The controller is a Microchip LAN9512 and the reason it is used instead of, e.g., a bunch of independent controllers is presumably:
Price. Here's an example of somewhere you can buy 100 of them @ $5 each.
Form factor. You may remember the Raspberry Pi being marketed or tech blogged about as "a credit card sized computer" or "a computer which fits in the palm of your hand", not, "yet another mini-ITX system", or "a computer that will fit under a large hat", etc.
Power. Glancing at the first page of the data sheet (accessible through the Microchip link) "implements reduced power operating modes" is mentioned as one of the "Features". You'd have to dig deeper to find out what that really means in comparative terms but, on the surface at least, it makes conceivable sense.
Remember, the pi cost ~$35 retail. Not $135 or $350. So that's the answer to the literal question in your title, "Why do the USB ports and Ethernet port share the same controller?".
Note it's not an unusual approach for multiple USB ports to share the same bus --- it is probably the norm. I notice the laptop I'm on now has 3 USB ports but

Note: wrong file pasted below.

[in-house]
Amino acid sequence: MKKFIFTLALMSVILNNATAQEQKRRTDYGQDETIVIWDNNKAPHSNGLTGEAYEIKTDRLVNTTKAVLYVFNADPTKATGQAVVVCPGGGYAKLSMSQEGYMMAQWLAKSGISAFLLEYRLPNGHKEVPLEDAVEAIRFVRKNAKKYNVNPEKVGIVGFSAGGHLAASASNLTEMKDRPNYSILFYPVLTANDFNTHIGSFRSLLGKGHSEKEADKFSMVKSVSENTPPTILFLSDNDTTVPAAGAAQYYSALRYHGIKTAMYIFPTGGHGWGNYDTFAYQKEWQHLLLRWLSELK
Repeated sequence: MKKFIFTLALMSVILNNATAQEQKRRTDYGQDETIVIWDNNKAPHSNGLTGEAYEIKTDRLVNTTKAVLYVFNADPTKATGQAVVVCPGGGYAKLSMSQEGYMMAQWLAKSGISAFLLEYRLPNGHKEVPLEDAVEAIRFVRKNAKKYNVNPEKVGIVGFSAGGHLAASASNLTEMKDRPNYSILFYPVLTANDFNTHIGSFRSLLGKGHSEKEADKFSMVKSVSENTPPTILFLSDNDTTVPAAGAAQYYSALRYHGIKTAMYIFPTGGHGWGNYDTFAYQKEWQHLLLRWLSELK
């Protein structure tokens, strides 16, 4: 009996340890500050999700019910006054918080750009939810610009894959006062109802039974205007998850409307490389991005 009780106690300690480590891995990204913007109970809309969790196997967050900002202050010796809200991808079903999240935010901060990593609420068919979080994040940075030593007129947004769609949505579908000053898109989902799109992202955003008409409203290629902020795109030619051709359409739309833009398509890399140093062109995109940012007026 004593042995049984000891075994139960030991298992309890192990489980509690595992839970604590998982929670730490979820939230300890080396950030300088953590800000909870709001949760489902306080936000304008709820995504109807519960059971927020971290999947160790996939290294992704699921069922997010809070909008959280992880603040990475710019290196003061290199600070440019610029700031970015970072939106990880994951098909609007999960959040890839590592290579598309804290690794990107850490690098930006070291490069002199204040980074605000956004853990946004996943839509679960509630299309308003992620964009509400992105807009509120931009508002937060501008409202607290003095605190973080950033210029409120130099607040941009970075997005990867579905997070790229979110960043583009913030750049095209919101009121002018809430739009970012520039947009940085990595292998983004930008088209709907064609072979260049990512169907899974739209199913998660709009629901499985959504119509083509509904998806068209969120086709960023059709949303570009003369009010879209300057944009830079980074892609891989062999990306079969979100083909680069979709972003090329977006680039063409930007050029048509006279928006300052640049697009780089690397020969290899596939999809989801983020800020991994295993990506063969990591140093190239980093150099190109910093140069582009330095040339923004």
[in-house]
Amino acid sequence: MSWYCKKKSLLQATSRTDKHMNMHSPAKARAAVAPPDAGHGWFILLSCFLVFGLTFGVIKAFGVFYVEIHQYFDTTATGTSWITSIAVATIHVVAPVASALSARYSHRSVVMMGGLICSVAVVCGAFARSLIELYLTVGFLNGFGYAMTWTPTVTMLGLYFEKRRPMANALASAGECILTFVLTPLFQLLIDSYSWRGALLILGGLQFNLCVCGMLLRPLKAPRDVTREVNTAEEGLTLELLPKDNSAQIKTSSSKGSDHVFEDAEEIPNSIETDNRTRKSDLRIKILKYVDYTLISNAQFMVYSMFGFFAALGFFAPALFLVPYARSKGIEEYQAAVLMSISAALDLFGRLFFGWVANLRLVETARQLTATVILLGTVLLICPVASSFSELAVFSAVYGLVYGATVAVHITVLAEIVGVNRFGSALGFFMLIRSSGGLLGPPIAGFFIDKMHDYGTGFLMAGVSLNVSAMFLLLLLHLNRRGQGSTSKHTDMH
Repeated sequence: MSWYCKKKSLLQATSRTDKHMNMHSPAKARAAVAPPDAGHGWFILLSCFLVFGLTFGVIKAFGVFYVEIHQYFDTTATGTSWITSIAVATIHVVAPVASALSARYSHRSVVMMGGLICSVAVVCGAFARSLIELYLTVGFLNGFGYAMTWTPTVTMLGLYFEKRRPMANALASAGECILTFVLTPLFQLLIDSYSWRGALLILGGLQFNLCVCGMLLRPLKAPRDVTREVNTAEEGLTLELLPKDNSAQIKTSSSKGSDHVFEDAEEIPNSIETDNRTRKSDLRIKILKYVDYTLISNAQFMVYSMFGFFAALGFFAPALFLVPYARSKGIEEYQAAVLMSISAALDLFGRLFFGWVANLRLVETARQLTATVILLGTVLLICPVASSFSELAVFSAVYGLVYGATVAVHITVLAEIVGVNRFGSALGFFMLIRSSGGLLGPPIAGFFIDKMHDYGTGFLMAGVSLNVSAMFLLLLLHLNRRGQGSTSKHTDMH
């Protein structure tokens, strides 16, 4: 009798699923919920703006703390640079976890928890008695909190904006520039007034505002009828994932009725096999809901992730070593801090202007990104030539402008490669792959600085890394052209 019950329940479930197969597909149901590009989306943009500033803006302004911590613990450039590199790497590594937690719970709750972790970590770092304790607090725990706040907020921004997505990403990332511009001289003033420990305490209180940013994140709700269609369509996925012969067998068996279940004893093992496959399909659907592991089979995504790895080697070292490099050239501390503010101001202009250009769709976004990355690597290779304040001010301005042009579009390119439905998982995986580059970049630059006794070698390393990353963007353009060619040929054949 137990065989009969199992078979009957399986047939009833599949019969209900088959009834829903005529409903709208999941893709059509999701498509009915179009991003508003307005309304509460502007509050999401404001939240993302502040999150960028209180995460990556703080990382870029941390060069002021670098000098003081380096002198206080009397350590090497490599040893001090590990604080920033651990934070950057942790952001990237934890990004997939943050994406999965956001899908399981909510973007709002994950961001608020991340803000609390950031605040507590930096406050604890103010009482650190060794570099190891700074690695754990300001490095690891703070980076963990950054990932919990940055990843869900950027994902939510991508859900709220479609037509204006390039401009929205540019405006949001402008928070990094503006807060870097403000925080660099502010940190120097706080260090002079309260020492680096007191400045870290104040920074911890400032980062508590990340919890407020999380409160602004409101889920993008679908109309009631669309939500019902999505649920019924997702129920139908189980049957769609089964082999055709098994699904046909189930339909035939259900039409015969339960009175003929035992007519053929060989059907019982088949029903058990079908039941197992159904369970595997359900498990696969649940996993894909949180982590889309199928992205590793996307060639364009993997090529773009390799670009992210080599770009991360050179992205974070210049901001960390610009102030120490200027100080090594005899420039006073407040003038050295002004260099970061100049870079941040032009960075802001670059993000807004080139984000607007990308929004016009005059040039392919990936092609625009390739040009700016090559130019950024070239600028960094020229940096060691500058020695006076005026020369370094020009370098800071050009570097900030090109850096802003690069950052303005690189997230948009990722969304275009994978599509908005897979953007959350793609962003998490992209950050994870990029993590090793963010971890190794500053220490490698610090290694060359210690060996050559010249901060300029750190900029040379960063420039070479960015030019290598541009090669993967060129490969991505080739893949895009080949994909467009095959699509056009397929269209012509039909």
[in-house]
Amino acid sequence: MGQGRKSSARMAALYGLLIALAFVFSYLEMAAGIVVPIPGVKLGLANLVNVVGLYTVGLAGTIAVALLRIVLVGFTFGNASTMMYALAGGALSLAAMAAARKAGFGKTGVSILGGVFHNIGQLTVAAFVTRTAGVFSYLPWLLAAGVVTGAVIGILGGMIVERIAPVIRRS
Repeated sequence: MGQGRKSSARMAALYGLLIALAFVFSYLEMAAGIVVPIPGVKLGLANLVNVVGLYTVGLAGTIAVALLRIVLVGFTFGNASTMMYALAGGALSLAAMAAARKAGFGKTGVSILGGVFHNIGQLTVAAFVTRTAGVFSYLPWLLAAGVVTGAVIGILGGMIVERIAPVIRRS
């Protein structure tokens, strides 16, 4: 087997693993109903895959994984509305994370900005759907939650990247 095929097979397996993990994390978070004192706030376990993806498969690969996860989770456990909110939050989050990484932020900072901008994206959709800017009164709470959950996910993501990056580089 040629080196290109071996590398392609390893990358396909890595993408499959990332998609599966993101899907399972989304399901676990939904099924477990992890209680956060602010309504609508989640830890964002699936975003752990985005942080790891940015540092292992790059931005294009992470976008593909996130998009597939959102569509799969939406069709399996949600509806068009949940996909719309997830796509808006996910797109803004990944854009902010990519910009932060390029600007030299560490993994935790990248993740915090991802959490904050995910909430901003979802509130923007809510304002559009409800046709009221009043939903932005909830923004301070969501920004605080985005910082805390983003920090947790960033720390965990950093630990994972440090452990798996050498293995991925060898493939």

lsusb reports only two, 2.0 "Full speed" hubs. So at least two of those ports share a hub and they will not both get "Full speed" at the same time. I'm sure if you check your current system it's put together along similar lines.
Combining the ethernet with that is unusual, but it's worth noting that USB 2.0 should provide 480 Mbps whereas the 10/100 ethernet connection would require at most 100 of those.
Wikipedia notes, citing spec as a source, that, "Due to bus access constraints, the effective throughput of the High Speed signaling rate is limited to 280 Mbit/s or 35 MB/s"; whether that means per port or for the bus as a whole is unclear.
to what effect is data transfer slowed down
Obviously you won't get more than 480 Mbps total, and you probably won't get more than 280. Personally, I've never seen or heard reports of a pi doing better than 10 MB/s transfer from local ethernet to a USB drive (i.e., 80 Mbps) consistently for normal purposes. However, that number is after the protocols themselves have been handled, which will add a variable but I think small percentage -- with ethernet it may vary greatly depending on the topology and activity of the connected network.
is there a workaround to this problem
If you mean, can I squeeze more water through a pipe than the pipe was made to contain then no, or can I get a pump to work faster or some combination or the two again, no. If you need a faster pump or a bigger pipe, buy a faster pump and a bigger pipe.